Looking at OpenSUSE 11.2

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Re: Looking at OpenSUSE 11.2

Postby markcynt » Tue Jan 26, 2010 4:45 am

I agree wholeheartedly with exploder.

I helped test openSUSE 11.2 and it was both addicting and rewarding.
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Re: Looking at OpenSUSE 11.2

Postby nitehawk » Tue Jan 26, 2010 11:55 am

I just spent a little time with OpenSuse 11.2 on my main computer. Overall,..I found it very impressive. Being limited somewhat by being on dialup, I really appreciated that there was a large supply of apps already on the install DVD (and one could choose extras after initial installation). I added the Xfce desktop, Wine,...and several other apps. All went well except my Xfce desktop didn't quite have the ability to close or move the windows. Then my panel somehow disappeared, and no matter what I did,...I couldn't get it back. No problem,...I found I could work around that,..and maybe un-install Xfce, and re-install later. Then I discovered the "show-stopper" for me. No flash. Not even a Swfdec on the install DVD to add. (Gheeesh, I am just TOO used to Debian). I tried to do the "One Click" install from the net for Flash,..but I'm on such a tight schedule right now, and have limited time. On dialup, downloading (even from the "One Click" method) would have taken me forever. I just put Mint 8 back on,..and sighed a sigh of relief. Mint is a dialup-ers best friend.

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Re: Looking at OpenSUSE 11.2

Postby phibxr » Sat Feb 20, 2010 2:48 am

waldo wrote:Recently I loaded a drive with OpenSUSE 11.2 with KDE 4.3.1. Over the years, I've tried OpenSUSE (and SuSE before that), and always felt it was too cumbersome to be a good desktop system. (I usually use OpenSUSE to set up servers for clients.) This new version is different. OpenSUSE's implementation of KDE 4.3 has brought the desktop together and it is impressive. I don't think it's quite as friendly as Mint for the new Linux user, but with basic skills, you will find it an excellent choice.

You do have to select to install the non-open codecs, but they make it easy. The closed source nVidia driver is only slightly more elusive. OpenSUSE has a web site with an automatic web based installer. It works, but you have to know to look for it.

It is slower to boot than Mint (and much slower to install), but faster to load most programs. It appears to be a rock solid professionally done distro.

I would say that openSUSE has been the only distribution I've used so far (except for distributions like Gentoo where you're the one in charge) that has proven to be a solid KDE-desktop.

Before openSUSE 11.2, all I had seen of the KDE 4-series was the Kubuntu-releases, which somehow managed to leave me unimpressed with the recent KDE-developments and crawl back to my Gnome/XFCE-distributions, but if nothing else openSUSE 11.2 has taught me that you can build a stable and lean desktop around KDE 4.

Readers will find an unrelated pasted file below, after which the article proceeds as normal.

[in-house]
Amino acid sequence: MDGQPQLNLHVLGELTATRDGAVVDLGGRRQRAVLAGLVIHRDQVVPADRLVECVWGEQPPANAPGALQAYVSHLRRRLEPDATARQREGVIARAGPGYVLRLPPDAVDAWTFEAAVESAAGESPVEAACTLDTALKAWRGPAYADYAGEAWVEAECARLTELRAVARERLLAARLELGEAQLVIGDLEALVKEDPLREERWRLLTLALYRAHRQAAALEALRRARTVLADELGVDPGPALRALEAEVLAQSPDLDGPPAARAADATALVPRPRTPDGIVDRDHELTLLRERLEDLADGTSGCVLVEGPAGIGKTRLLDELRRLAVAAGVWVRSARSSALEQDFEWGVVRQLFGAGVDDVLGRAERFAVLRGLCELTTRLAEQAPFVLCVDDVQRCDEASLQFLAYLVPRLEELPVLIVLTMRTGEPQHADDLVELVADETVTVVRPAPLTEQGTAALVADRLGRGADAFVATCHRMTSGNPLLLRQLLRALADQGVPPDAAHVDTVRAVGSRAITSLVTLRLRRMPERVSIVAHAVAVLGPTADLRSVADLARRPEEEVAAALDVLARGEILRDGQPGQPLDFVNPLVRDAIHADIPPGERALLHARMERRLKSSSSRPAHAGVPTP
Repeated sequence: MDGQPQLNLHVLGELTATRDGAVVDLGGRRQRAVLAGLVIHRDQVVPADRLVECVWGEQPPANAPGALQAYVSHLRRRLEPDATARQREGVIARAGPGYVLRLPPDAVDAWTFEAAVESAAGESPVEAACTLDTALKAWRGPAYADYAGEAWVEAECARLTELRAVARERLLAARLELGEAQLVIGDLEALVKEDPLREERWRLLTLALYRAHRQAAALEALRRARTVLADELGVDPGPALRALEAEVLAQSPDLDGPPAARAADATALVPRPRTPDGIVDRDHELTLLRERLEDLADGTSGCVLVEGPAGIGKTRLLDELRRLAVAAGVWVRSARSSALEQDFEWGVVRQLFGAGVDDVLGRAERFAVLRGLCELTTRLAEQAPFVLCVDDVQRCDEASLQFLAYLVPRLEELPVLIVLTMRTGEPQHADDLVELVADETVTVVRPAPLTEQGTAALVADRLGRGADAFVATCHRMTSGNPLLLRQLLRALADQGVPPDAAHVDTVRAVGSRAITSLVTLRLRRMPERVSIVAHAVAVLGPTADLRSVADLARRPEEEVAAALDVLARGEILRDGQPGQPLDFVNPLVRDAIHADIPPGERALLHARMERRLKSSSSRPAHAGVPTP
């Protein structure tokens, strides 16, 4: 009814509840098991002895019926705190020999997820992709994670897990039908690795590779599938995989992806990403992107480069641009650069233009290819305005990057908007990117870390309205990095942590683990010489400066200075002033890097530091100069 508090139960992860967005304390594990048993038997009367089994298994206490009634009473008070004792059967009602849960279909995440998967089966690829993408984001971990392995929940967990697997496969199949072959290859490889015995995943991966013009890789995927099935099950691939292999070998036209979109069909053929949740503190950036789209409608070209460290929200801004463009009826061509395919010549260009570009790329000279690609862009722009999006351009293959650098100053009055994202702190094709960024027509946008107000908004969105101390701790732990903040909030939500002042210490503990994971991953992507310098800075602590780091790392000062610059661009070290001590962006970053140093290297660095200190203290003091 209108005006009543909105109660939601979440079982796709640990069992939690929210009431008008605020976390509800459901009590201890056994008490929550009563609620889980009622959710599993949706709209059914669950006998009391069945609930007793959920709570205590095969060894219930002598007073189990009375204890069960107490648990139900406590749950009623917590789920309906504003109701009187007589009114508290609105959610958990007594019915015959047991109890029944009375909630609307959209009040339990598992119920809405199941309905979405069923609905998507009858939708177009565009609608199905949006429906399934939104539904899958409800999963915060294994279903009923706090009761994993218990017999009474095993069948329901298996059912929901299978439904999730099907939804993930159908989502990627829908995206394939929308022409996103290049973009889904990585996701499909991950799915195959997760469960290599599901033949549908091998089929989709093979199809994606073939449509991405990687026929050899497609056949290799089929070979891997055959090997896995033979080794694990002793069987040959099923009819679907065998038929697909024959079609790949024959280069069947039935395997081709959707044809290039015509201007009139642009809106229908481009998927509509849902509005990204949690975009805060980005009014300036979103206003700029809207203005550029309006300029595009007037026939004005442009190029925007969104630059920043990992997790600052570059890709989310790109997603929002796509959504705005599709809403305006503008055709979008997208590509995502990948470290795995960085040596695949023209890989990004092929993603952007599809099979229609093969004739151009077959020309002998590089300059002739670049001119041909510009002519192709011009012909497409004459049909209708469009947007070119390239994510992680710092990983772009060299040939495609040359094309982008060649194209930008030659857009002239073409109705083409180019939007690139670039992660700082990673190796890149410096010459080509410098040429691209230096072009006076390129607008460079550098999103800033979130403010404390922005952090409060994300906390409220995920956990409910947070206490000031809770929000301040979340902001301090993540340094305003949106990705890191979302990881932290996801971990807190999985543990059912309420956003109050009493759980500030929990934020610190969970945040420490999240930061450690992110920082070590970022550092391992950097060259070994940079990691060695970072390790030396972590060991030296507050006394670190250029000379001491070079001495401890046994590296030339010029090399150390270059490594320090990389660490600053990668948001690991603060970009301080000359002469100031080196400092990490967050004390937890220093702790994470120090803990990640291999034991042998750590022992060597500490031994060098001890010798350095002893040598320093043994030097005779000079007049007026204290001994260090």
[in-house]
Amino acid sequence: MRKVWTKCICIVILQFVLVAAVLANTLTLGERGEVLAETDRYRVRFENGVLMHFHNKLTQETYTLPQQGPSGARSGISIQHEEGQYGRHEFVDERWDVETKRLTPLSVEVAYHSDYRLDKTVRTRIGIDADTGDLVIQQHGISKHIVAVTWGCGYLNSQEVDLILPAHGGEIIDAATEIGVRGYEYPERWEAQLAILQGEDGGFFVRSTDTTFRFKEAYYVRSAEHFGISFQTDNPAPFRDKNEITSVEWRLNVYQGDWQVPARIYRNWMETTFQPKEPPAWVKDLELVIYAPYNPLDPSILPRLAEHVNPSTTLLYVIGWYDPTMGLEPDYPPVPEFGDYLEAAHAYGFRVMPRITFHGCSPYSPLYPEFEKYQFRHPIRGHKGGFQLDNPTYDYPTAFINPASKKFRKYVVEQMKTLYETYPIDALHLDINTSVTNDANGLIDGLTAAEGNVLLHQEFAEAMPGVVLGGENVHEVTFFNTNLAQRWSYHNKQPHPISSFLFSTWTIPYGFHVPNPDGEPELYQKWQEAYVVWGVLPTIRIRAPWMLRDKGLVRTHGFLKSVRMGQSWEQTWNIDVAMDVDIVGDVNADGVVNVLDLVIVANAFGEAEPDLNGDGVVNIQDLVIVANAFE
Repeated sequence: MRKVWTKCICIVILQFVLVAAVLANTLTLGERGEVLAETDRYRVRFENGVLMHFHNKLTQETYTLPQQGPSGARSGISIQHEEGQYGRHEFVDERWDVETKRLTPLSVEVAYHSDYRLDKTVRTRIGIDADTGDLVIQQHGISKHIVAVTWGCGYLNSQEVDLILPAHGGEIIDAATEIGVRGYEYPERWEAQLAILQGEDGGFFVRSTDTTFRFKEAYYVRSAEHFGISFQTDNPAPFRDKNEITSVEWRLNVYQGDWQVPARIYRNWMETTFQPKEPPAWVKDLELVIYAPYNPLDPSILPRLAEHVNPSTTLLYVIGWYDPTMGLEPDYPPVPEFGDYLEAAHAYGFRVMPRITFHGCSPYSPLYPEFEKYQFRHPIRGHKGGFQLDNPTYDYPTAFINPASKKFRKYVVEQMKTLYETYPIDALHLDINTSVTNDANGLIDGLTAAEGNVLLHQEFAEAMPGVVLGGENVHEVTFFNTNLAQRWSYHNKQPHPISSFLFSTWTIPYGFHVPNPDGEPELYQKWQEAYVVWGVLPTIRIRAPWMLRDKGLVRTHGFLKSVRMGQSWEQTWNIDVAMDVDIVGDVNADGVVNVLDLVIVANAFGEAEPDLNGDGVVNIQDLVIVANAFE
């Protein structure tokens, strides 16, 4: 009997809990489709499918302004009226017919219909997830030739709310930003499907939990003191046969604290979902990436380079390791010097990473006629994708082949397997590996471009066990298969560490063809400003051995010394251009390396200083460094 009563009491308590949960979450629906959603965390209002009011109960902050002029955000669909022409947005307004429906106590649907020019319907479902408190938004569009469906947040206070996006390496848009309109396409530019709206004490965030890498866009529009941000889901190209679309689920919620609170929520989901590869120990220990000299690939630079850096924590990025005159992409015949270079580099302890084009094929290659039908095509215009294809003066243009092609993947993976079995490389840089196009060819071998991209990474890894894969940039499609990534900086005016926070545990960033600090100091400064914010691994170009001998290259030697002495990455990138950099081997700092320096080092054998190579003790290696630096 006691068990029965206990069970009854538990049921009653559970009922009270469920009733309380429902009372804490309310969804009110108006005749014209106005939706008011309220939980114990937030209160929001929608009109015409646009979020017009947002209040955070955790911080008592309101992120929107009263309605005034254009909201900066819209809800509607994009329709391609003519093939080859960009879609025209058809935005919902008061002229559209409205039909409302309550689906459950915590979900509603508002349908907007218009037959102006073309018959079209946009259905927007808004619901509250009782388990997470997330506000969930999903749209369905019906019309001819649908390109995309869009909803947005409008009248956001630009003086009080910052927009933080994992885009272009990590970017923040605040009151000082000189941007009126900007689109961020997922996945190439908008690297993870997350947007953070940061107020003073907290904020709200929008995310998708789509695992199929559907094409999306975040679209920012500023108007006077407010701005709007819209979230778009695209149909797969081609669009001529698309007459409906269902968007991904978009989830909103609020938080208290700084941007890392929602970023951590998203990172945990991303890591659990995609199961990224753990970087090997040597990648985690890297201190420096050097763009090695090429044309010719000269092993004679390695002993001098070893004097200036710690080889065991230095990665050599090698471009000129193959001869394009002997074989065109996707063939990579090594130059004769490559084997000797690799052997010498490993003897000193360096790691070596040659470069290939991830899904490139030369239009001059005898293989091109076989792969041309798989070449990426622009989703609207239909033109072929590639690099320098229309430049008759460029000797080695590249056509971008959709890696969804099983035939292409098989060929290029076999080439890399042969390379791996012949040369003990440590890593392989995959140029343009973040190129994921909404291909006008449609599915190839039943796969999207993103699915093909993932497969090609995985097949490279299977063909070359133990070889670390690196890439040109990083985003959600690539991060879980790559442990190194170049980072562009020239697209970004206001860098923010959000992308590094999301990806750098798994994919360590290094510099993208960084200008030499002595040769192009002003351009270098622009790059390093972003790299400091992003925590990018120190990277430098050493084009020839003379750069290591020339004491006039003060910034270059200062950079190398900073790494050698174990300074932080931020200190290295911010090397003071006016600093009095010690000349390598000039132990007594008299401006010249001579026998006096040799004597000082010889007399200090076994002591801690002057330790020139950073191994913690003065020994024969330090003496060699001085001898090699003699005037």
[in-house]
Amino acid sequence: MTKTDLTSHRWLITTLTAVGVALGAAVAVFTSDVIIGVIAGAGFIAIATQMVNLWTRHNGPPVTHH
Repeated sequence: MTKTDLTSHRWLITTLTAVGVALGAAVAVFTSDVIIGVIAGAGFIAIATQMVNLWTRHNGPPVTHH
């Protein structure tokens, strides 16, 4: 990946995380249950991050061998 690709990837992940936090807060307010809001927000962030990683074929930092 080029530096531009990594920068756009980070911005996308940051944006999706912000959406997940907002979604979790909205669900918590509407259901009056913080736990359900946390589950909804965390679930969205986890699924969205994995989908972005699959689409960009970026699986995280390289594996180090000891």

I'm not sure why so many distributions almost seem to butcher KDE. If they're not able to improve a desktop environment, they're most likely better off leaving it with all the defaults or simply picking another environment, rather than releasing a half-finished stepbrother of their main distribution (which has been the impact Kubuntu has had on me, fair or not).

I really hope the Linux Mint team studies how the people over at openSUSE have used the technology provided by KDE, and at some point release an official KDE-edition, complete with all the Minty goodness we've come to expect.
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Re: Looking at OpenSUSE 11.2

Postby Rifester » Sat Feb 20, 2010 9:15 am

OpenSUSE is the only linux distro I cannot get to run on my main computer. It ran fine on the live CD and I loved it. I was very upset with the release of Karmic 9.10. It broke several things in my system that ran fine in Jaunty. I had no serious problems fixing the issues but found it very frustrating (it made no sense to me that my printer would work in 9.04 but not in 9.10). It also seemed to me that Ubuntu does not care about the appearance of the system at all. The wallpaper and themes released in Karmic were atrocious (IMHO). So I did a clean install of OpenSUSE only to find out that it hated my Radeon graphics card and would not boot without manual commands. I was angry (why would it work on the live cd but not after install?) and reinstalled Ubuntu. The ATI graphics cards are very common and I don't understand how a distro supported by Novell cannot get their product to work properly with them (Especially since Fedora, Mandriva, Ubuntu, Etc. work fine). If it had worked, I would probably be using SUSE now, and would have bought a few t-shirts from their store!

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